# Chapter 9 Logistic Regression: The Foundations

Sources for this material include Harrell (2001), Harrell (2018), Ramsey and Schafer (2002) (chapters 20-21), Vittinghoff et al. (2012) (chapter 5) and Faraway (2006) (chapter 2).

## 9.1 A First Attempt: A Linear Probability Model

Suppose we want to predict a binary outcome which takes on the value 1 or 0, based on a single quantitative predictor. Let y be a 1/0 outcome, and x be a quantitative predictor in the following simulation.

```
set.seed(432)
sim12 <- data_frame(x = rnorm(100, 10, 3),
err = rnorm(100, 0, 2),
y = ifelse(x + err > 10, 1, 0))
```

```
Warning: `data_frame()` is deprecated, use `tibble()`.
This warning is displayed once per session.
```

Now, we want to use our variable x here to predict our variable y (which takes on the values 0 and 1).

One approach to doing this would be a linear probability model, as follows:

```
Call:
lm(formula = y ~ x, data = sim12)
Residuals:
Min 1Q Median 3Q Max
-0.74104 -0.23411 -0.02894 0.23117 0.83153
Coefficients:
Estimate Std. Error t value Pr(>|t|)
(Intercept) -0.72761 0.12272 -5.929 4.57e-08 ***
x 0.12620 0.01219 10.349 < 2e-16 ***
---
Signif. codes: 0 '***' 0.001 '**' 0.01 '*' 0.05 '.' 0.1 ' ' 1
Residual standard error: 0.3491 on 98 degrees of freedom
Multiple R-squared: 0.5222, Adjusted R-squared: 0.5173
F-statistic: 107.1 on 1 and 98 DF, p-value: < 2.2e-16
```

Here’s a picture of this model. What’s wrong here?

```
ggplot(sim12, aes(x = x, y = y)) +
geom_point() +
geom_smooth(method = "lm") +
labs(title = "Linear Probability Model")
```

``geom_smooth()` using formula 'y ~ x'`

If y can only take the values 0 and 1 (or, more precisely, if we’re trying to predict the value \(\pi\) = Pr(y = 1)) then what do we do with the predictions that are outside the range of (0, 1)?

## 9.2 Logistic Regression

Logistic regression is the most common model used when the outcome is binary. Our response variable is assumed to take on two values, zero or one, and we then describe the probability of a “one” response, given a linear function of explanatory predictors. We use logistic regression rather than linear regression for predicting binary outcomes. Linear regression approaches to the problem of predicting probabilities are problematic for several reasons - not least of which being that they predict probabilities greater than one and less than zero. There are several available alternatives, including probit regression and binomial regression, for the problem of predicting a binary outcome.

Logistic regression is part of a class called **generalized linear models** which extend the linear regression model in a variety of ways. There are also several extensions to the logistic regression model, including multinomial logistic regression (which is used for nominal categorical outcomes with more than two levels) and ordered logistic regression (used for ordered multi-categorical outcomes.) The methods involved in binary logistic regression may also be extended to the case where the outcomes are proportions based on counts, often through grouped binary responses (the proportion of cells with chromosomal aberrations, or the proportion of subjects who develop a particular condition.)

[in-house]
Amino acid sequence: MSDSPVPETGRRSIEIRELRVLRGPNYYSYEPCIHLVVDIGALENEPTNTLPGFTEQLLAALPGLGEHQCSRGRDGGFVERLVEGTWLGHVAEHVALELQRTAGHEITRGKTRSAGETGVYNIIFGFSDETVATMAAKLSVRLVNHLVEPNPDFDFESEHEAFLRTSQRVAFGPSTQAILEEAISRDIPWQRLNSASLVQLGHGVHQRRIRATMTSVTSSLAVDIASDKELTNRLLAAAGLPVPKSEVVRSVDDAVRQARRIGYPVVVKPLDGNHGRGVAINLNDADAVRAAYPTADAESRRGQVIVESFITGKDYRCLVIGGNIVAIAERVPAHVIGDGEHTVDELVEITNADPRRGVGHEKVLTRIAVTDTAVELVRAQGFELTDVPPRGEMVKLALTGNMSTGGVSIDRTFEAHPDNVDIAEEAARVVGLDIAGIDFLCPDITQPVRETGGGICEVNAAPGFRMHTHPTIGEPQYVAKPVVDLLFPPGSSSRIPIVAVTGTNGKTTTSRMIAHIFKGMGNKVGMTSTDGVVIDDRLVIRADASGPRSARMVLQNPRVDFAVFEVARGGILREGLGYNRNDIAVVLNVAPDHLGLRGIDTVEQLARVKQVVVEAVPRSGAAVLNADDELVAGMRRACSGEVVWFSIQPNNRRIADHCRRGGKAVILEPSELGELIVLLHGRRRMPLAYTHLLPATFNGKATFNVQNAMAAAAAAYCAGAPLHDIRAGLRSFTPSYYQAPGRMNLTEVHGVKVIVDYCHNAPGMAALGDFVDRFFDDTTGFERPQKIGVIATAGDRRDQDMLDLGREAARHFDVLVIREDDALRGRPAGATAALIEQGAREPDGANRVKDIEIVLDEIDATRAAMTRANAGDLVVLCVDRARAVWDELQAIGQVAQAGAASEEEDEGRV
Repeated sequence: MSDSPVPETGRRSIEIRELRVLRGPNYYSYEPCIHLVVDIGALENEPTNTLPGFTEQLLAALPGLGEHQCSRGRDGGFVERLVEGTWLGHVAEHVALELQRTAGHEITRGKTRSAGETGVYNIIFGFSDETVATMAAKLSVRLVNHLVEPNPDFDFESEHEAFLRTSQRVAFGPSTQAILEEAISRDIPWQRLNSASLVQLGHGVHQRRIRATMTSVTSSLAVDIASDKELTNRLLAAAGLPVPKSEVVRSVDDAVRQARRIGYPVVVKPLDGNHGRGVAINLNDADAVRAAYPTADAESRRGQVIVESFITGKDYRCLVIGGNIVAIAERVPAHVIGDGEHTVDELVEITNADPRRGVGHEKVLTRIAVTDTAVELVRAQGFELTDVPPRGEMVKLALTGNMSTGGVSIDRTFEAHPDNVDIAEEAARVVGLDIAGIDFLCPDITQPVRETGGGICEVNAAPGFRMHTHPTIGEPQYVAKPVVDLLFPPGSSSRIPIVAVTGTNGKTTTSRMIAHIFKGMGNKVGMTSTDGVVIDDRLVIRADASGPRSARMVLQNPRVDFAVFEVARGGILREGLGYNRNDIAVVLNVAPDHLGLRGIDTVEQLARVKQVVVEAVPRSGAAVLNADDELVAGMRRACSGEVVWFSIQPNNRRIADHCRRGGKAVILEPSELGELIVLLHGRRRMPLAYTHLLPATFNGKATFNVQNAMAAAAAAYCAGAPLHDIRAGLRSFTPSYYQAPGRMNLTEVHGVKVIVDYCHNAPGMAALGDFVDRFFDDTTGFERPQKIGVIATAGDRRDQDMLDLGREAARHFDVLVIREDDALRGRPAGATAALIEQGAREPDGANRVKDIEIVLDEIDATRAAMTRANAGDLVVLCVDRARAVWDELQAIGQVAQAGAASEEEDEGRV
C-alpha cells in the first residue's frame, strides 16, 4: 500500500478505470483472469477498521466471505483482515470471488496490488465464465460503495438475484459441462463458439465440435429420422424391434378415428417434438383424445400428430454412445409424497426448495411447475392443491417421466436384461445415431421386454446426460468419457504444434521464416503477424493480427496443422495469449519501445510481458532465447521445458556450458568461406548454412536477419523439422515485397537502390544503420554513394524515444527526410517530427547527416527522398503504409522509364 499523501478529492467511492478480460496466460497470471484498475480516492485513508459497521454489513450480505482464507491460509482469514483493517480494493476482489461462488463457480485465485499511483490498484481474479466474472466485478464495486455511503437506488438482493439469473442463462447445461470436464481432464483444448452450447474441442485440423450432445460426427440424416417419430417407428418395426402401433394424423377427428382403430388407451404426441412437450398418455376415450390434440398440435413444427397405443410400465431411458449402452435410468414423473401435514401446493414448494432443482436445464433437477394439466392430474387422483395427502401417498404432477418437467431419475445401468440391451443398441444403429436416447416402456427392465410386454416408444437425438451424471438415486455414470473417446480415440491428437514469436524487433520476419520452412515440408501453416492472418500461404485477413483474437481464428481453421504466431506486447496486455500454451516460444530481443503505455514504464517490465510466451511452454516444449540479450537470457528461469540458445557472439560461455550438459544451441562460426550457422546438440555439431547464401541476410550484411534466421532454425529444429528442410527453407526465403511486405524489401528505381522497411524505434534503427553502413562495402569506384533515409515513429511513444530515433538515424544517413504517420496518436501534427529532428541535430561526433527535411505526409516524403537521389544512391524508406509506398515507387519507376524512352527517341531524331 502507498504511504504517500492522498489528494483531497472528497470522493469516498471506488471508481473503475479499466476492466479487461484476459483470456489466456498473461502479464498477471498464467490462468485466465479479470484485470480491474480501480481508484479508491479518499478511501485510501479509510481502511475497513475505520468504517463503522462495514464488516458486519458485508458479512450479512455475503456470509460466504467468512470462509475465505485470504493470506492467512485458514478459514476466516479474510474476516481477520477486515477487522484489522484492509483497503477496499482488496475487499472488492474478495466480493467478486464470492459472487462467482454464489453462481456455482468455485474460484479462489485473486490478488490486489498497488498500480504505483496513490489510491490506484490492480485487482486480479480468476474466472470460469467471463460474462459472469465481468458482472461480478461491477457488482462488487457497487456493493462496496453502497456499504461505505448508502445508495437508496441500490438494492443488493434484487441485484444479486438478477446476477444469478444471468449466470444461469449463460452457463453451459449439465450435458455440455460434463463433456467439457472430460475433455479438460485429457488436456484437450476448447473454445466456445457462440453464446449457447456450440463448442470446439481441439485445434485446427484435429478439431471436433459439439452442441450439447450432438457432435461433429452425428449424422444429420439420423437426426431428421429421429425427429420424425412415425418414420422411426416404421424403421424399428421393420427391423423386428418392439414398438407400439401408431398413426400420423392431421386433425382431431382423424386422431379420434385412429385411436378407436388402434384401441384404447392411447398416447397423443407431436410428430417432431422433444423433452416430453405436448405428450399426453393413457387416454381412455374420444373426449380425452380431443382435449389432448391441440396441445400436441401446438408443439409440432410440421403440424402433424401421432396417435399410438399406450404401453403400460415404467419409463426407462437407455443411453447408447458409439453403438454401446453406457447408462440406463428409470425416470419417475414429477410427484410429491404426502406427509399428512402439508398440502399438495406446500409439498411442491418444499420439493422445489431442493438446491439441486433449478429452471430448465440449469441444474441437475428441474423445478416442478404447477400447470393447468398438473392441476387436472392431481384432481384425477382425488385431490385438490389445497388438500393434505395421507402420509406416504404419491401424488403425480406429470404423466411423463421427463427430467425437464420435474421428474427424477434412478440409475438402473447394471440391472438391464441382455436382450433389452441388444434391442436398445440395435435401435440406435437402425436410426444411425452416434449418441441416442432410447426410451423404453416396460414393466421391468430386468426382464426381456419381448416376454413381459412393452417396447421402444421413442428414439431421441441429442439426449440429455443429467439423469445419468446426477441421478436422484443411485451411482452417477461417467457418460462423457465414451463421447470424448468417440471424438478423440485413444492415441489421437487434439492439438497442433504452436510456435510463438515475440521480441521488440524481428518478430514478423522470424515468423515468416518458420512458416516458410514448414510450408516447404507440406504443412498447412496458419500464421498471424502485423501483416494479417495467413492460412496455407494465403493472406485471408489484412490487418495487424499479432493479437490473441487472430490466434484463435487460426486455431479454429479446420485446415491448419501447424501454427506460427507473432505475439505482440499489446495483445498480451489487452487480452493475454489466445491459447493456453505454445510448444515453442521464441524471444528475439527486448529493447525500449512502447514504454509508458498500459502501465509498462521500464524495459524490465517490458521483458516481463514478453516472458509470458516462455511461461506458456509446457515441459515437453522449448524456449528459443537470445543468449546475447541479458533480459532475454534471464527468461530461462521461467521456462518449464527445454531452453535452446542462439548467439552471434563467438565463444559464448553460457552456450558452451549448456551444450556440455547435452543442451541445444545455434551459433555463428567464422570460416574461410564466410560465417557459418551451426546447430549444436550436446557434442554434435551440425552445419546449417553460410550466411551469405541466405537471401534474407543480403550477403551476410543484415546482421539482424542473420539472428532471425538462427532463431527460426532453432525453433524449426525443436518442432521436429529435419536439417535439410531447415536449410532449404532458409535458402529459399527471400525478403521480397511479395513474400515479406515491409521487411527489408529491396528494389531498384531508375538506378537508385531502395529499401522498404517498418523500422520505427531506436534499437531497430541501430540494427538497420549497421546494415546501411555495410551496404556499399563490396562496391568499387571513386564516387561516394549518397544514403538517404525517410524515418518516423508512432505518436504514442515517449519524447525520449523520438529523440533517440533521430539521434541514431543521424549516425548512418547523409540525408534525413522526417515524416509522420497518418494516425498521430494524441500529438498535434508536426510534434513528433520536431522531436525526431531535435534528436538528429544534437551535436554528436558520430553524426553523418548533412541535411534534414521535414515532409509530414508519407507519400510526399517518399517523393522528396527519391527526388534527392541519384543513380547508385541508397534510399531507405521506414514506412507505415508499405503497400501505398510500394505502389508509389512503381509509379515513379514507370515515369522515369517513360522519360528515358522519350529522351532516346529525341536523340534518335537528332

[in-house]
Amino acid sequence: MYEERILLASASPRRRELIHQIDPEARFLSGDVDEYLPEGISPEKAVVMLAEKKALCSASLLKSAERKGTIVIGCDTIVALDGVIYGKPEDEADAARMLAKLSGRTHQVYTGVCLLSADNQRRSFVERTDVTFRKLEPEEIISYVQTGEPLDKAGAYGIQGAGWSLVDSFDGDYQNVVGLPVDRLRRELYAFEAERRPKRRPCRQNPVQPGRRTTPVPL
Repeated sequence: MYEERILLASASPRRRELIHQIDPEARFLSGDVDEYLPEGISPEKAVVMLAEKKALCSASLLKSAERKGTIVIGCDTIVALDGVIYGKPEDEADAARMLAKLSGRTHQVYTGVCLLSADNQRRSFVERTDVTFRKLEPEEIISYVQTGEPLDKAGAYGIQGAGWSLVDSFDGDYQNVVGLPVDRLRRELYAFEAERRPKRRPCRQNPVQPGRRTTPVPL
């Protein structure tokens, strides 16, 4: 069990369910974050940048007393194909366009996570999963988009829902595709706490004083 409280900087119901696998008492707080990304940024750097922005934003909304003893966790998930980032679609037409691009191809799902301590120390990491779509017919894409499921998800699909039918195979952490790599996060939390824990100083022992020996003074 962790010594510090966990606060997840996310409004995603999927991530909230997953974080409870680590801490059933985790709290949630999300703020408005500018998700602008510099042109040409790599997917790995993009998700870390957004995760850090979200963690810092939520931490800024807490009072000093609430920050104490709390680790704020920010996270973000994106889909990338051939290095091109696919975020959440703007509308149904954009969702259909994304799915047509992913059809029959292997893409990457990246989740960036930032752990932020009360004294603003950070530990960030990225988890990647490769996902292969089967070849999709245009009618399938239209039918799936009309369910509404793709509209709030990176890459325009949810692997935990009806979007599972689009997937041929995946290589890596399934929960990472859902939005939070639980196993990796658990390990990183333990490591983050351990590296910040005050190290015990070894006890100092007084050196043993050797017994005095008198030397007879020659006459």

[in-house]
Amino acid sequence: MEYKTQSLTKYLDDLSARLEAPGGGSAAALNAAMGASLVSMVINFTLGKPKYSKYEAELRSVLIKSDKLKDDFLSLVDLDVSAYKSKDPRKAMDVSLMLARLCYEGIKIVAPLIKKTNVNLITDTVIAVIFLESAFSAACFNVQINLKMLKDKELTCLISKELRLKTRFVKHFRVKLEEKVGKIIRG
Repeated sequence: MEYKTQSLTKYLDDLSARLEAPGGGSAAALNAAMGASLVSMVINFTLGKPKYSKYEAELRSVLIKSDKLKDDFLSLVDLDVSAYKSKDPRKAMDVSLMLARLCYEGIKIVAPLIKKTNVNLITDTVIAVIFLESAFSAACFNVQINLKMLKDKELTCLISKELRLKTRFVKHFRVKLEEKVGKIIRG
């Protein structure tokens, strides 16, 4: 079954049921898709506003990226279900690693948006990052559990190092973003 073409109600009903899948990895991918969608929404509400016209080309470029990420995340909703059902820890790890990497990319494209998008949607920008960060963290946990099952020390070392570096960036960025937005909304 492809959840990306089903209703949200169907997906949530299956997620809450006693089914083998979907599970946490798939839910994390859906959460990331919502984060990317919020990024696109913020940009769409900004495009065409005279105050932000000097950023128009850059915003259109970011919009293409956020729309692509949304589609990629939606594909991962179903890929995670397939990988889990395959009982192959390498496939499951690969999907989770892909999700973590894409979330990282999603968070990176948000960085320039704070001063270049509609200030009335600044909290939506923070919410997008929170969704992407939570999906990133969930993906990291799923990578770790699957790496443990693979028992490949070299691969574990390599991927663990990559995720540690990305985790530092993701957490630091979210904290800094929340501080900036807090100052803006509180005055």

Although the models are different in some crucial ways, the practical use of logistic regression tracks well with much of what we’ve learned about linear regression.

## 9.3 The Logistic Regression Model

A generalized linear model (or GLM) is a probability model in which the mean of an outcome is related to predictors through a regression equation. A link function *g* is used to relate the mean, \(\mu\), to a linear regression of the predictors \(X_1, X_2, ..., X_k\).

\[ g(\mu) = \beta_0 + \beta_1 X_1 + \beta_2 X_2 + ... + \beta_k X_k \]

In the case of a logistic regression model,

- the mean \(\mu\) of our 0/1 outcome is represented by \(\pi\) which describes the probability of a “1” outcome.
- the linking function we use in logistic regression makes use of the logit function, which is built on the natural logarithm.

## 9.4 The Link Function

Logistic regression is a non-linear regression approach, since the equation for the mean of the 0/1 Y values conditioned on the values of our predictors \(X_1, X_2, ..., X_k\) turns out to be non-linear in the \(\beta\) coefficients. Its nonlinearity, however, is solely found in its link function, hence the term *generalized* linear model.

The particular link function we use in logistic regression is called the **logit link**.

\[ logit(\pi) = log\left( \frac{\pi}{1 - \pi} \right) = \beta_0 + \beta_1 X_1 + \beta_2 X_2 + ... + \beta_k X_k \]

The inverse of the logit function is called the **logistic function**. If logit(\(\pi\)) = \(\eta\), then \(\pi = \frac{exp(\eta)}{1 + exp(\eta)}\)

The plot below displays the logistic function \(y = \frac{e^x}{1 + e^x}\)

As you can see in the figure above, the logistic function \(\frac{e^x}{1 + e^x}\) takes any value \(x\) in the real numbers and returns a value between 0 and 1.

## 9.5 The logit or log odds